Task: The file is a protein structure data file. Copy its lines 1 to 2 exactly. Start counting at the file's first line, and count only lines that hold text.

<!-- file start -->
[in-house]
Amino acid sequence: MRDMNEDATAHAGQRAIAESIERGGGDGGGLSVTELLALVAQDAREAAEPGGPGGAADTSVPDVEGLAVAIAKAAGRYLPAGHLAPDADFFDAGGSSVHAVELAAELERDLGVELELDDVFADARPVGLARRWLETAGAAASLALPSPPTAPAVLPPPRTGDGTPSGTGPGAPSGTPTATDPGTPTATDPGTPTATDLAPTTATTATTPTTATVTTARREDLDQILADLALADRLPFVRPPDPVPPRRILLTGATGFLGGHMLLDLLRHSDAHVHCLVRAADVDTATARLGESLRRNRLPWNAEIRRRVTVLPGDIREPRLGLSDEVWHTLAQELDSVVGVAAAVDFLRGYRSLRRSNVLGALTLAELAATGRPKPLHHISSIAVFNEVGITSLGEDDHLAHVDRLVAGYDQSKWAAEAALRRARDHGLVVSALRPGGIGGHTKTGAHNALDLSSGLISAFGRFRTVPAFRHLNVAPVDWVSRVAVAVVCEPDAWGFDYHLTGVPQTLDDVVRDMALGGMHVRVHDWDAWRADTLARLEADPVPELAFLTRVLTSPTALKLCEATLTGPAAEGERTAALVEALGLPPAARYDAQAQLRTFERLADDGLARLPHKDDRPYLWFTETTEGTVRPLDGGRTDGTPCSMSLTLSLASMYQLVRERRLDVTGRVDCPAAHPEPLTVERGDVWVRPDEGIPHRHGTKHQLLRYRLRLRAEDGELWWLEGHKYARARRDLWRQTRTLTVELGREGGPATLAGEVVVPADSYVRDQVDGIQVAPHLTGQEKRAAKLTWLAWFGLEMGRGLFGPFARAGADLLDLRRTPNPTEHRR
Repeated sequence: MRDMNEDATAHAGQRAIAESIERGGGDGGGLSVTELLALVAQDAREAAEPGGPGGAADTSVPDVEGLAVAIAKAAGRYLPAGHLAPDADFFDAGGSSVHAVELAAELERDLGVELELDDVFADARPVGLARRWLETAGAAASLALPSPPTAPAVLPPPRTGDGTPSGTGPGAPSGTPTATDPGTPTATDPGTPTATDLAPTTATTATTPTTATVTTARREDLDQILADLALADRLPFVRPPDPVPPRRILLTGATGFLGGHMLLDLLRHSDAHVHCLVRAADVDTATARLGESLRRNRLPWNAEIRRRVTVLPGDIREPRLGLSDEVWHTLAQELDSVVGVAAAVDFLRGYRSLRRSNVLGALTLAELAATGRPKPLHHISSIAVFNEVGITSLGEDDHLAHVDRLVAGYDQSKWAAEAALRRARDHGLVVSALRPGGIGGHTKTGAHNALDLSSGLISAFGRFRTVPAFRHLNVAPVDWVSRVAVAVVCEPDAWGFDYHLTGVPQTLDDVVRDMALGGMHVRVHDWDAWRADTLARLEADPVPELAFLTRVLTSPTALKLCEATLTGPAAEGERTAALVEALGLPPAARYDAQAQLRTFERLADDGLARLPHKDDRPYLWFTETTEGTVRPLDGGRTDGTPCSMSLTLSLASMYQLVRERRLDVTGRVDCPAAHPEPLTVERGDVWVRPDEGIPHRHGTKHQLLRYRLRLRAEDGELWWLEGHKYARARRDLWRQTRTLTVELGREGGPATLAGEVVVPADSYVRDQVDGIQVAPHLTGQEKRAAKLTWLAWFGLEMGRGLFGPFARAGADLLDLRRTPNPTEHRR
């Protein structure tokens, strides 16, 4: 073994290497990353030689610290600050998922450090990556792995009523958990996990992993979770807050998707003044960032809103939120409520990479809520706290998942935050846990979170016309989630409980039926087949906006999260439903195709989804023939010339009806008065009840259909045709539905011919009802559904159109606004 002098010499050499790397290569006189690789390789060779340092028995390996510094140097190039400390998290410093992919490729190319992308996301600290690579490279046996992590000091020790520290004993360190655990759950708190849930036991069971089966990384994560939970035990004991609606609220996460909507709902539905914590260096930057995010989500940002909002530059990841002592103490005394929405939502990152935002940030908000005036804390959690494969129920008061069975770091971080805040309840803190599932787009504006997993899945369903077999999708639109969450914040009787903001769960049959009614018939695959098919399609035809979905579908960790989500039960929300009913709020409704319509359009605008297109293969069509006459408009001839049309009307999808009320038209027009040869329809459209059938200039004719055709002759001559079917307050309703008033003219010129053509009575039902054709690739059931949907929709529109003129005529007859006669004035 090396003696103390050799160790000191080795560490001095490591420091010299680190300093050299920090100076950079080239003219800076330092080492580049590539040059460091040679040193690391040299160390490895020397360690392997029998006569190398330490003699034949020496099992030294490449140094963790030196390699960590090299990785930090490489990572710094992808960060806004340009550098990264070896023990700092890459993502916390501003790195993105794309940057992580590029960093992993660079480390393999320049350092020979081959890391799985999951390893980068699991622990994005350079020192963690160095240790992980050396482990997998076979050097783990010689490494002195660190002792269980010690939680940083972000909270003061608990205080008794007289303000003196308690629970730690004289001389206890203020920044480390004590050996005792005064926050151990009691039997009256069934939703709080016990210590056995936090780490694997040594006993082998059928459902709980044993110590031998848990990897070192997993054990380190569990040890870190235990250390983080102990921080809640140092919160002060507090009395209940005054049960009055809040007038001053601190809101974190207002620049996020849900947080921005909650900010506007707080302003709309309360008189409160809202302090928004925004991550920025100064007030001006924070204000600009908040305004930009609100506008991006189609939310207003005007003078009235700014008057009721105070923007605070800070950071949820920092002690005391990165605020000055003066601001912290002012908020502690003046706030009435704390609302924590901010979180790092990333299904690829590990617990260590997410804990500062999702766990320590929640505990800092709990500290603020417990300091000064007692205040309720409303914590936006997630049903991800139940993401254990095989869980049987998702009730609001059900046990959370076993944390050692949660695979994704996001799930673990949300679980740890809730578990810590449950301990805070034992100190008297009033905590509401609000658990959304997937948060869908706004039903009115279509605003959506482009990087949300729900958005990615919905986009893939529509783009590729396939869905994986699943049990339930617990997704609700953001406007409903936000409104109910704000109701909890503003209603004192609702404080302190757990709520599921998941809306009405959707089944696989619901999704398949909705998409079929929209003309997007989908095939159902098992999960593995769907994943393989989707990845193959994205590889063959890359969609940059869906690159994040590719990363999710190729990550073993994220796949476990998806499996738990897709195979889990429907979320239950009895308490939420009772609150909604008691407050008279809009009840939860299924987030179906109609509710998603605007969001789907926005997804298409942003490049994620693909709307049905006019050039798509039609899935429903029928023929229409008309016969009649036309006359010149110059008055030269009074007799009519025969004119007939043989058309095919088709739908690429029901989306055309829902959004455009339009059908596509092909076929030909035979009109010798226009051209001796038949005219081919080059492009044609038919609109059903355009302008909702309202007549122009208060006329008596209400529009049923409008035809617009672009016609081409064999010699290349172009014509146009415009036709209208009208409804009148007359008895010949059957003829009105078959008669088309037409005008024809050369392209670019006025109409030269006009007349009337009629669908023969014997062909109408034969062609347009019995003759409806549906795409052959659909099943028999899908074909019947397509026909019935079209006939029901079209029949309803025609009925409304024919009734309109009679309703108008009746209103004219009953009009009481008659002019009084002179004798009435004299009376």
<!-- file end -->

[in-house]
Amino acid sequence: MRDMNEDATAHAGQRAIAESIERGGGDGGGLSVTELLALVAQDAREAAEPGGPGGAADTSVPDVEGLAVAIAKAAGRYLPAGHLAPDADFFDAGGSSVHAVELAAELERDLGVELELDDVFADARPVGLARRWLETAGAAASLALPSPPTAPAVLPPPRTGDGTPSGTGPGAPSGTPTATDPGTPTATDPGTPTATDLAPTTATTATTPTTATVTTARREDLDQILADLALADRLPFVRPPDPVPPRRILLTGATGFLGGHMLLDLLRHSDAHVHCLVRAADVDTATARLGESLRRNRLPWNAEIRRRVTVLPGDIREPRLGLSDEVWHTLAQELDSVVGVAAAVDFLRGYRSLRRSNVLGALTLAELAATGRPKPLHHISSIAVFNEVGITSLGEDDHLAHVDRLVAGYDQSKWAAEAALRRARDHGLVVSALRPGGIGGHTKTGAHNALDLSSGLISAFGRFRTVPAFRHLNVAPVDWVSRVAVAVVCEPDAWGFDYHLTGVPQTLDDVVRDMALGGMHVRVHDWDAWRADTLARLEADPVPELAFLTRVLTSPTALKLCEATLTGPAAEGERTAALVEALGLPPAARYDAQAQLRTFERLADDGLARLPHKDDRPYLWFTETTEGTVRPLDGGRTDGTPCSMSLTLSLASMYQLVRERRLDVTGRVDCPAAHPEPLTVERGDVWVRPDEGIPHRHGTKHQLLRYRLRLRAEDGELWWLEGHKYARARRDLWRQTRTLTVELGREGGPATLAGEVVVPADSYVRDQVDGIQVAPHLTGQEKRAAKLTWLAWFGLEMGRGLFGPFARAGADLLDLRRTPNPTEHRR